Here's what I learned TOTALLY by accident. Personal story sells.

The more bold and authentic your voice, the more easily you'll attract those you're meant to work with. You've got to tell it like it is, and be wholly you. Because readers want to know if they can connect with you on an emotional, philosophical, or even spiritual level. They need to know what you fucking stand for, and the stories you choose to tell will allow them to determine that. These are some of my stories. This is my take on life, writing, and reading.

You’ve Got To Be Bad To Be Good

January 22, 2018

I received a great question the other day that I’d like to address here: Should someone blog without professional edits to begin engagement about a potential book? (They’re concerned about credibility if they post poorly. Thoughts?)


Here’s the thing. I usually catch an error or five long after I’ve posted a blog. They happen, particularly when I don’t bother having Walt proof my work.

Sometimes well-intentioned folks will write to inform me about a mistake I’ve made—i.e. their instead of they’re, its instead of it’s—because they’re concerned that illiteracy reflects badly on a writing teacher. I just laugh, thank them for the head’s up, then go back in and fix the shit because I know their they’re probably right. Which, unfortunately, doesn’t prevent me from making the same damn mistake again.

The thing is, blogging is a looser, more relaxed writing form. Its It’s meant to be off the cuff. Most bloggers can’t spend half a day (You do in the beginning when you first start, but that’s another blog) on any given post because they’ve got other pressing things to do with their time. Readers, therefore, have been trained to expect a conversational note of sorts, sprinkled with the occasional spelling error or incomplete sentence, not a segment from someone’s doctoral thesis. So, you can pretty much stop sweating the small stuff. Unless you like walking the planet all amped up.

But what you’re asking about has far more to do with perfectionism, than anything else. Perfectionism is a real bugger for us high-achievers. (I’m sitting here totally questioning the use of that comma above. Fuck.)

I know this is hard to believe BUT.

It’s better to have something imperfect out there in the cyber sphere than it is to have nothing at all. It’s better to write a bad blog (in the beginning), than to not write at all. (NOTE: You will never hear me say this about a book. Do not, for the love of all that is holy, extrapolate!)

If your you’re REALLY worried about errors, find someone you trust to run they’re their eye over a blog before you post. Partner up with someone else who is committed to posting more, and edit for each other. Problem mitigated (notice I didn’t use the word solved).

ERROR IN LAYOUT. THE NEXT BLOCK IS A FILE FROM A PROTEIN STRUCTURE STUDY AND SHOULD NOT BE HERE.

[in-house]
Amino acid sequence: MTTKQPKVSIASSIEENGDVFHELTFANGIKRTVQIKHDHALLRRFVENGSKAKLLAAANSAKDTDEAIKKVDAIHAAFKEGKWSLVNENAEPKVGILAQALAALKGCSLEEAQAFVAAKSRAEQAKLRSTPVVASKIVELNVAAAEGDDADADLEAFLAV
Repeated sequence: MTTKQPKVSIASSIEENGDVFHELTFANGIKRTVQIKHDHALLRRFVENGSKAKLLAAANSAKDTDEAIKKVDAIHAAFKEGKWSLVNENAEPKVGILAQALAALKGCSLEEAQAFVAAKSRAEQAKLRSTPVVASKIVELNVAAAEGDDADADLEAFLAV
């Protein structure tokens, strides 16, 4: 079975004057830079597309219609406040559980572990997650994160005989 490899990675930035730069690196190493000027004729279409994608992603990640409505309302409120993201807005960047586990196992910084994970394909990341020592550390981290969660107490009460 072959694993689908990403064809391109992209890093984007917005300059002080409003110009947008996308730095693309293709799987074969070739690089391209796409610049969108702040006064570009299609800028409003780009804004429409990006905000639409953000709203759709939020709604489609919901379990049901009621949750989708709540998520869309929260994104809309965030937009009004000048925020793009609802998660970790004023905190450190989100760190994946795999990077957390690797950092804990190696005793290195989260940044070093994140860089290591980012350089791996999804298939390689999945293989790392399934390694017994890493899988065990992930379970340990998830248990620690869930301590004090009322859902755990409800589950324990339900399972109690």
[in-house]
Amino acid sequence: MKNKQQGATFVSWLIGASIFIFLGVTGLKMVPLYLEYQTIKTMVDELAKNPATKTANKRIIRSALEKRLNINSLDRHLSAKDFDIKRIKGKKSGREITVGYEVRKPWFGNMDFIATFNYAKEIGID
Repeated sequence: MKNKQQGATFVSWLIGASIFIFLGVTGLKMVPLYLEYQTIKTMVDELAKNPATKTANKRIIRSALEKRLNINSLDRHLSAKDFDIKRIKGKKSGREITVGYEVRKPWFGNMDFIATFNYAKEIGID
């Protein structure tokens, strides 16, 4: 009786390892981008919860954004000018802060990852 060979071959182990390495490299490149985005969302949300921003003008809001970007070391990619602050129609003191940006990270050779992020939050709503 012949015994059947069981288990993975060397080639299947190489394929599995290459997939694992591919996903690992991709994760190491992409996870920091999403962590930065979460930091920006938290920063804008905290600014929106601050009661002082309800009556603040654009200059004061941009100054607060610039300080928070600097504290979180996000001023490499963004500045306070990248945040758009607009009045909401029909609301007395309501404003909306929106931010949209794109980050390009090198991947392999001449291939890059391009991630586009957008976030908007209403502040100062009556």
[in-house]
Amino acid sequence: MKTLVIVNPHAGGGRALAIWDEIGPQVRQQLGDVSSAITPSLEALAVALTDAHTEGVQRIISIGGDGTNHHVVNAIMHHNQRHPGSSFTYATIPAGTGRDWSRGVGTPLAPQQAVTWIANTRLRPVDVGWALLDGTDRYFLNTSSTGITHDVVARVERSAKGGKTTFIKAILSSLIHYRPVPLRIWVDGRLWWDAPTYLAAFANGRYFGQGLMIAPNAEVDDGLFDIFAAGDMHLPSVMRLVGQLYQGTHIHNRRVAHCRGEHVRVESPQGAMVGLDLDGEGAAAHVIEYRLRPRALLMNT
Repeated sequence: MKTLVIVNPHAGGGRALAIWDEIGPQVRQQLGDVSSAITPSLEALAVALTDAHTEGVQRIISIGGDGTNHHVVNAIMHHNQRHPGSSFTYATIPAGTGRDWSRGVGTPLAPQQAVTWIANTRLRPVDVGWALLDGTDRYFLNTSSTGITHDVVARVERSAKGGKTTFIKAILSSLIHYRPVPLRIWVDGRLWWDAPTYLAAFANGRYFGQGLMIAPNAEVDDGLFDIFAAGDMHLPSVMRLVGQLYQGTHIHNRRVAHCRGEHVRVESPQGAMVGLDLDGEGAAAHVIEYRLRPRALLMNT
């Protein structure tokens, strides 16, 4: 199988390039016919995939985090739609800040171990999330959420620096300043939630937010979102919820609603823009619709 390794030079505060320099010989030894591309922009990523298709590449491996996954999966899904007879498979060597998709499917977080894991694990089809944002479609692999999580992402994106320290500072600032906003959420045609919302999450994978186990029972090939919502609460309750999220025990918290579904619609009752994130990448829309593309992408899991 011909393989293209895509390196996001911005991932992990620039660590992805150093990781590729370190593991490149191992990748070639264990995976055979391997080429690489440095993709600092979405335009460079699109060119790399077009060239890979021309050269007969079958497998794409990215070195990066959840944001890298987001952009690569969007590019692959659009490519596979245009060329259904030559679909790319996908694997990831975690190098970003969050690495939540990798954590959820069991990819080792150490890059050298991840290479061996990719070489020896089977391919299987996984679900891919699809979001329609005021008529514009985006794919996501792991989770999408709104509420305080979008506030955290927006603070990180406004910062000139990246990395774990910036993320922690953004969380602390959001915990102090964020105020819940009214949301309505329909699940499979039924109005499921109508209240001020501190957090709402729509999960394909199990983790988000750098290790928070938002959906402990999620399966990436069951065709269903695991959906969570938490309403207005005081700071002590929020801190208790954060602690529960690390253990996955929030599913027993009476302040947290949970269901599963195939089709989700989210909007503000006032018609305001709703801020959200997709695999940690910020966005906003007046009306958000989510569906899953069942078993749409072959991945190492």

The truth is, the more you write, the better your material becomes. You become a better writer—blogs and books and such—by WRITING.

The more you do ANYTHING, the better you get. ANYTHING.

Here’s what blogger/author James Altucher says on the subject:

When I started my first business, I was bad at dealing with partners, employees, money, expenses, and negotiation.

There’s no way to start a business without being bad at those things. People who are good, are good because they spent ten years being bad.

No one escapes the beginner phase, being bad at something you really want to get good at. You don’t get to skip Go and collect your $200, no matter what your mother told you.

And no one escapes having the proof of one’s shittiness out there in the world. Because what goes on the Internet, STAYS on the Internet for all to see; that’s just a fact of modern day life.

I’ll give you just one more example of having to be bad before you improve.

This is one of the first business videos I ever made.

Embarrassing. At the time, I actually thought this was pretty good.

And this is one I did recently, after lots of training and practice.

As I mention in my book (Oh, yes, she aims, she shoots, she self-promotes!), the beauty of writing on a regular basis, particularly blogs, is that, by inadvertently writing about the same handful of topics, only in slightly different ways, your main lessons will discover you. And those lessons? They’ll likely make for a wonderful book.

You’ll hear me say this time and time again: There’s no better way to build content for a motivational book then than by writing a weekly blog. The starting material for Walt’s first book was two years worth of single blog posts, 400-700 words long, which were just lying around.

All the more reason you need to get good at being bad for a while. Particularly if you plan on writing a book.


Would you like to learn the basics of writing a blog?  How long they should be? What kinds of things you might write about? How often you should post?  That sort of thing? Well, if you click HERE, you can access a teleseminar I did a while ago that will answer these questions and more.  My gift to you.